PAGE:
, would set on foot his lending library, holding in her arms little Walter, in which he had introduced some the year-old baby, who looks over her books that would be a pretty sharp shoulder with large wide-open eyes, blow to the dissenters - one espe- while the patient mother pats his back cially, purporting to be written by a with her soft hand, and glances with working man who, out of pure zeal a sigh at the heap of large and small for the welfare of his class, took the stockings lying unmended on the trouble to warn them in this way table. against those hypocritical thieves, the She was a lovely woman-Mrs dissenting preachers. The Rev. Amos Amos Barton; a large, fair, gentle MaBarton profoundly believed in the ex- donna, with thick, close chestnut curls istence of that working man, and had beside her well-rounded cheeks, and thoughts of writing to him. Dissent, with large, tender, short-sighted eyes. he considered, would have its head The flowing lines of her tall figure bruised in Shepperton, for did he not made the limpest dress look graceful, attack it in two waysHe preached and her old frayed black silk seemed Low-Church doctrine—as evangelical to repose on her bust and limbs with as anything to be heard in the Inde- a placid elegance and sense of distincpendent Chapel; and he made a High- tion, in strong contrast with the unChurch assertion of ecclesiastical easy sense of being no fit, that seempowers and functions. Clearly, the ed to express itself in the rustling of Dissenters would feel that “the par- Mrs Farquhar's gros de Naples. The son" was too many for them. No- caps she wore would have been prothing like a man who combines nounced, when off her head, utterly shrewdness with energy. The wisdom heavy and hideous-for in those days of the serpent, Mr Barton considered, even fashionable caps were large and was one of his strong points. floppy; but surmounting her long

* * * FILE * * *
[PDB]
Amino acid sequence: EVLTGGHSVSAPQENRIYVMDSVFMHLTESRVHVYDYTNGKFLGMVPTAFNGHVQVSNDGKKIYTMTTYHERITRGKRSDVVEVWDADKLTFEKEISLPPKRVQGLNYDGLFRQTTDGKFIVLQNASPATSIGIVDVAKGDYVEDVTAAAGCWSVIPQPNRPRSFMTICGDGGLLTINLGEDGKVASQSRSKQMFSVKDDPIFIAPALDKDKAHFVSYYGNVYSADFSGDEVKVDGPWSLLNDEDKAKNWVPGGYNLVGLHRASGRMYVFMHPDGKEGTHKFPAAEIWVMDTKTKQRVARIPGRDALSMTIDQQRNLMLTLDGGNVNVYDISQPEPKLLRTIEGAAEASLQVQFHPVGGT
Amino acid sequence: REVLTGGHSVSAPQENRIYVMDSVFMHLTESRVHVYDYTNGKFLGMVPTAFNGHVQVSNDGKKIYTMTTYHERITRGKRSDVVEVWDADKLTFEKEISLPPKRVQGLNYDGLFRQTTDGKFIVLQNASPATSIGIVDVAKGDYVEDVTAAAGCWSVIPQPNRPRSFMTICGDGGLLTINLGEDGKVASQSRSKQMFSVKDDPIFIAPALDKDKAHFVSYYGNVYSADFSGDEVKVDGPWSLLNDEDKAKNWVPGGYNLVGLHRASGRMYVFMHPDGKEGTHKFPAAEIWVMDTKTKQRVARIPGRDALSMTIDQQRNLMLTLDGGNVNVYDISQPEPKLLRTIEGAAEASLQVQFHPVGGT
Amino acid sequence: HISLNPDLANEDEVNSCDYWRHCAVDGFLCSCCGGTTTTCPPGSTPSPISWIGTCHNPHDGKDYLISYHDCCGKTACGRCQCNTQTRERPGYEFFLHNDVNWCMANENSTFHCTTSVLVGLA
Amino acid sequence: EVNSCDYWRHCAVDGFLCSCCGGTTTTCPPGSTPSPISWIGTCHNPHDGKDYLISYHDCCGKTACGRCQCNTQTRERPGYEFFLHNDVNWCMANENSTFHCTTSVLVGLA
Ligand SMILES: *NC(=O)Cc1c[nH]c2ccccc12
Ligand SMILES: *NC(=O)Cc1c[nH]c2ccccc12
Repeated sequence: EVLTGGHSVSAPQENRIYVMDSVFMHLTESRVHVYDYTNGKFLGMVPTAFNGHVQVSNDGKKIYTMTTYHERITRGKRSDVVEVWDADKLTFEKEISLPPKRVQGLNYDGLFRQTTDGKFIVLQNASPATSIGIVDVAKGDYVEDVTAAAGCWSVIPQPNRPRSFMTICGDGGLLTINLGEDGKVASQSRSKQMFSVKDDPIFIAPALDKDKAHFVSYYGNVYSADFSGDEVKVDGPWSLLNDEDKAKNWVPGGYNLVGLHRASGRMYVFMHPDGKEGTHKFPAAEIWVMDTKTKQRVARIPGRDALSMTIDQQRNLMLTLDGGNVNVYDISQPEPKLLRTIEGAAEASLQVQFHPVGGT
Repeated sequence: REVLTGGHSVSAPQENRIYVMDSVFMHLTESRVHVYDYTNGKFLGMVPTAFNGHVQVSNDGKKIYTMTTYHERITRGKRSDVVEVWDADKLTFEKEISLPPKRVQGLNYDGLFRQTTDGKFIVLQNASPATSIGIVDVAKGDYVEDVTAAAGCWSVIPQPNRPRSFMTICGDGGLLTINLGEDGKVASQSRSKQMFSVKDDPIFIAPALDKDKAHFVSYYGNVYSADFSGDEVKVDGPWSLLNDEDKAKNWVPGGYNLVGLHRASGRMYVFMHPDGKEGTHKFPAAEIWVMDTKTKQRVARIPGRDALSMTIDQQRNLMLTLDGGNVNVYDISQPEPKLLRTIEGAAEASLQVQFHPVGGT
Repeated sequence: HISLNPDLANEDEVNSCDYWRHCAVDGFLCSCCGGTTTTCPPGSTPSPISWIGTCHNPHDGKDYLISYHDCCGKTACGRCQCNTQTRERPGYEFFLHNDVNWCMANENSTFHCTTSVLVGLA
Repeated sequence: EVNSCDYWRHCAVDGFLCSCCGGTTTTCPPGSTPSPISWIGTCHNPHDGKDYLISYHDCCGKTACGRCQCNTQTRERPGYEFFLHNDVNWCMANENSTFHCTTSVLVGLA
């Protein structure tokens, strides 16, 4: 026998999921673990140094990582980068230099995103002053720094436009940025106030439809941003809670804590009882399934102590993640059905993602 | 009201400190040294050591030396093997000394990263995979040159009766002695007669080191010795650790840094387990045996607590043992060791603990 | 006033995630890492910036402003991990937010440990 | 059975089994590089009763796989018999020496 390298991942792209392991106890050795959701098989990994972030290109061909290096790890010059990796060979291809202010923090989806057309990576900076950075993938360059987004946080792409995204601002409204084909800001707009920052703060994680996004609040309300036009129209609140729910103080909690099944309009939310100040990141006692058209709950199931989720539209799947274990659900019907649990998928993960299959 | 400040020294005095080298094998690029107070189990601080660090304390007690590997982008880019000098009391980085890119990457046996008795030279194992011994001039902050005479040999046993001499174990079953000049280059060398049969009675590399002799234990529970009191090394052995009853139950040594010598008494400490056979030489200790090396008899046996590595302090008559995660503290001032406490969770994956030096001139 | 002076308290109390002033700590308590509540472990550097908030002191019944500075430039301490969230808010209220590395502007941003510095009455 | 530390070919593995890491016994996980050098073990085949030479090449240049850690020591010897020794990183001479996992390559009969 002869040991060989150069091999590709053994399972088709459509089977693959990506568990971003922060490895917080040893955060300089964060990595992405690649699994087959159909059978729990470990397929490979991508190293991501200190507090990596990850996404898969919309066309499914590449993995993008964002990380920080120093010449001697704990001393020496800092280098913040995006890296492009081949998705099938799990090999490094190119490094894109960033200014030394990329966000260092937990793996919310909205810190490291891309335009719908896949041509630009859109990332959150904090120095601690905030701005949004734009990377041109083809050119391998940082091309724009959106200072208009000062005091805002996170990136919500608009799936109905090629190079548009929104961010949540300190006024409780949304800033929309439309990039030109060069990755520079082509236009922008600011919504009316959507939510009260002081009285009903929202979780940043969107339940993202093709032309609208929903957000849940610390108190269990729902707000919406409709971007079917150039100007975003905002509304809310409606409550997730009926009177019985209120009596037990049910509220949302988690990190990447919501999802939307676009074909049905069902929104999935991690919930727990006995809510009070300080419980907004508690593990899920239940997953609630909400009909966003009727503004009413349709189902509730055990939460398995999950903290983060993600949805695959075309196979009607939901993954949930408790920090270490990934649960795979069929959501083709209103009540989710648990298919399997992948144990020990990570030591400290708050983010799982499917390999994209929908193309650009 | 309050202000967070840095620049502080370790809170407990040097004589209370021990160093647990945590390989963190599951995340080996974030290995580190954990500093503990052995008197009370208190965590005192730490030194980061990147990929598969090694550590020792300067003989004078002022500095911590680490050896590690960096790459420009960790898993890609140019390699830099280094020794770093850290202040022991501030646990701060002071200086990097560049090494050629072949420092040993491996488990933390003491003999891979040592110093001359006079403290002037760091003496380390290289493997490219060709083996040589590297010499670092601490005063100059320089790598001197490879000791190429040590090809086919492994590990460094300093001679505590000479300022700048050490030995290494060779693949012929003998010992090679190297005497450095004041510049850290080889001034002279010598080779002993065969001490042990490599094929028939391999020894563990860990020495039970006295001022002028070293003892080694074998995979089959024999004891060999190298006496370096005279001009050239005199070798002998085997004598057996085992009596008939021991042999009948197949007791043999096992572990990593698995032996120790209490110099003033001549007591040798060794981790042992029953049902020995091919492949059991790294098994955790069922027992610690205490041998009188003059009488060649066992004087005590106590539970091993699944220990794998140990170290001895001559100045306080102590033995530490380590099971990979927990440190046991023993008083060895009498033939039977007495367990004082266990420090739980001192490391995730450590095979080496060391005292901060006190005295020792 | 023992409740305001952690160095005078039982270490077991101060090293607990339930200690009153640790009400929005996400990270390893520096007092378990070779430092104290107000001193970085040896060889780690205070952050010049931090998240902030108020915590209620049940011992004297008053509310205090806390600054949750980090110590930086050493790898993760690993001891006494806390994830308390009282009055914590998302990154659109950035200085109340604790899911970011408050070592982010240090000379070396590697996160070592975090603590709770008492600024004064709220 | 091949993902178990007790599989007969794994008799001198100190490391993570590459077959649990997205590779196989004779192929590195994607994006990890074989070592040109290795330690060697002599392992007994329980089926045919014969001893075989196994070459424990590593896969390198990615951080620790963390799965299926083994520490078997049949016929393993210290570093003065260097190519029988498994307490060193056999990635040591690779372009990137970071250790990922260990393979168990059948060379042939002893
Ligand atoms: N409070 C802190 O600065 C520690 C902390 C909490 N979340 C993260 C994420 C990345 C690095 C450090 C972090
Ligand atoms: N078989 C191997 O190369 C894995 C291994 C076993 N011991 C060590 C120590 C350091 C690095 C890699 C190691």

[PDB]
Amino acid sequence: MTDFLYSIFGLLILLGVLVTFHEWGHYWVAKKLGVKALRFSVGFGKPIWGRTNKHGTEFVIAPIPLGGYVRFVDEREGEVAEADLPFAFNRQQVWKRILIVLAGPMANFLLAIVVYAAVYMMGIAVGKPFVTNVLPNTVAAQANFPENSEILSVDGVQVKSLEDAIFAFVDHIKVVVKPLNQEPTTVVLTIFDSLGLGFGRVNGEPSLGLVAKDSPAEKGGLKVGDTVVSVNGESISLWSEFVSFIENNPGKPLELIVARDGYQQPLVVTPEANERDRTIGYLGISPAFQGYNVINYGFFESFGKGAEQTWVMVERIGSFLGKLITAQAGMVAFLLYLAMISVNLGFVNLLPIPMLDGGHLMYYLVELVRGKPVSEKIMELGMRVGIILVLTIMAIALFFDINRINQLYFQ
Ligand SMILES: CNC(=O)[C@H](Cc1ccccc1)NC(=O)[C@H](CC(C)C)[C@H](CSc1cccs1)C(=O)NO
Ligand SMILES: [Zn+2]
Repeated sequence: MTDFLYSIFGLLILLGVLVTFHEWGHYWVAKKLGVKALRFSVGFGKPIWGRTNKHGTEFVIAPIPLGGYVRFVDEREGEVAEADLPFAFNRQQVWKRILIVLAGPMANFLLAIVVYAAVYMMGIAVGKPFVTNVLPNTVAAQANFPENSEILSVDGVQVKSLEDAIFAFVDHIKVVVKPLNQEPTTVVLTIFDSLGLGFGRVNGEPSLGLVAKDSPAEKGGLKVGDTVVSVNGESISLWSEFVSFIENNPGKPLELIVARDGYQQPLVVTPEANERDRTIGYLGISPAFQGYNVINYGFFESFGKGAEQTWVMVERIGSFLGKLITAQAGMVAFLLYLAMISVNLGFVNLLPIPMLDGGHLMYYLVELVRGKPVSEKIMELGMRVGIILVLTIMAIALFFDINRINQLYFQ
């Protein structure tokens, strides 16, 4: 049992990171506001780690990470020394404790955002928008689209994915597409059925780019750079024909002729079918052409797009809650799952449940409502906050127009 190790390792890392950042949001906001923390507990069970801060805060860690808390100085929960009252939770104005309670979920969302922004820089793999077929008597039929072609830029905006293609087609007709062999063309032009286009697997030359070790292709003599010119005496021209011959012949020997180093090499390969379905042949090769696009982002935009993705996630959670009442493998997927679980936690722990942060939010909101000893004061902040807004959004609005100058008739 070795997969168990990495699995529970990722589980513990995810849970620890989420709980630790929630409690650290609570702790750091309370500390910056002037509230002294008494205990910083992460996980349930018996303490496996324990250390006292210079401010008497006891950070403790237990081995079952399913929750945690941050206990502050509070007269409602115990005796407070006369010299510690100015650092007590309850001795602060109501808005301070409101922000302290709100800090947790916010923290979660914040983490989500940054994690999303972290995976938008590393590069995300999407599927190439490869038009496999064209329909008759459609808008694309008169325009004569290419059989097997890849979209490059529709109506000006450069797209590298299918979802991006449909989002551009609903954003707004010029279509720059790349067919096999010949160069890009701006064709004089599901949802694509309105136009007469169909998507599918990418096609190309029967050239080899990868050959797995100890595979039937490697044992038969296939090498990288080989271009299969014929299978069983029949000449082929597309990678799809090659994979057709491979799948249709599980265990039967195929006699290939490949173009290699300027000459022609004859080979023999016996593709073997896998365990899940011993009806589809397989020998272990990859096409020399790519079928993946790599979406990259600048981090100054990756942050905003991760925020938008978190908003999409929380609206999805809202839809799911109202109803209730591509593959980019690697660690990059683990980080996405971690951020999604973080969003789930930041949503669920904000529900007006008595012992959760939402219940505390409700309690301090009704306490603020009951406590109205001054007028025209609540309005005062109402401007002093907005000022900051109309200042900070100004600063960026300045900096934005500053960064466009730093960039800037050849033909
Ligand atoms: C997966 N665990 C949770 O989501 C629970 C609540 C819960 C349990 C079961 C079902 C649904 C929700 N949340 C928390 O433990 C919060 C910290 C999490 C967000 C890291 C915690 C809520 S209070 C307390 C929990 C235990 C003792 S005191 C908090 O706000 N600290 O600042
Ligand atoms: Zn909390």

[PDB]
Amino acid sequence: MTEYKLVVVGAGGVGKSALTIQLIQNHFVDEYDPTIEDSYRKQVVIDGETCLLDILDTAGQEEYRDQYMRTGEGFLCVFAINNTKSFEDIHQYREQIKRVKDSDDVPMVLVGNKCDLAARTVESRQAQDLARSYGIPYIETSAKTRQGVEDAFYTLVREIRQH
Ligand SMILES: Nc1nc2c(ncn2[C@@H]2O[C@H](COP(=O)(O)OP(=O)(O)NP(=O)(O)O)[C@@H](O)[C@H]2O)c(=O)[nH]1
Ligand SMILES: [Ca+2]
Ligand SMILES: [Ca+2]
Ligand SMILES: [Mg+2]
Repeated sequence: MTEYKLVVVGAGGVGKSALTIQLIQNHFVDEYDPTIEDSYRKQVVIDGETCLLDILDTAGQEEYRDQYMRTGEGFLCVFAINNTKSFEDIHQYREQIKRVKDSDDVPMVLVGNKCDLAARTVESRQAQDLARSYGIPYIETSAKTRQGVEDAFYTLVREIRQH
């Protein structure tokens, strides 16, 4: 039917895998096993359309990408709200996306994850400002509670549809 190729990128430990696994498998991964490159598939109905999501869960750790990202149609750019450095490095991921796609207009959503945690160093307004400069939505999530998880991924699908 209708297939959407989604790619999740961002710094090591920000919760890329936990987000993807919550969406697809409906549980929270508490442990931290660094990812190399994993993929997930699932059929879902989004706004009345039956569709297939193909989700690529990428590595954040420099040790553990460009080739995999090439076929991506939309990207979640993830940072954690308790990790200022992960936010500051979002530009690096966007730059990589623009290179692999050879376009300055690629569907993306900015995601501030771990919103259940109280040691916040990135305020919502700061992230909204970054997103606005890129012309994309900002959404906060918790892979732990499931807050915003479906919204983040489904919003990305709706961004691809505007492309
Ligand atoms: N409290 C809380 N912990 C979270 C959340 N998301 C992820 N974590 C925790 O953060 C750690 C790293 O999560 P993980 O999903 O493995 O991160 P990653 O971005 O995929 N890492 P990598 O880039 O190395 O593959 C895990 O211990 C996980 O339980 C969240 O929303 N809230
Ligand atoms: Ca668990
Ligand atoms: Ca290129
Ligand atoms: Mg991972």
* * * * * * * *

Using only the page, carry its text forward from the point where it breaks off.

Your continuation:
Look at him as he winds through arched neck, and mingling their borthe little churchyard ! The silver ders of cheap lace and ribbon with light that falls aslant on church and her chestnut curls, they seemed mitomb, enables you to see his slim racles of successful millinery. Among black figure, made all the slimmer by strangers she was shy and tremulous tight pantaloons, as it flits past the pale as a girl of fifteen ; she blushed crimgravestones. He walks with a quick son if any one appealed to her opinstep, and is now rapping with sharp ion; yet that tall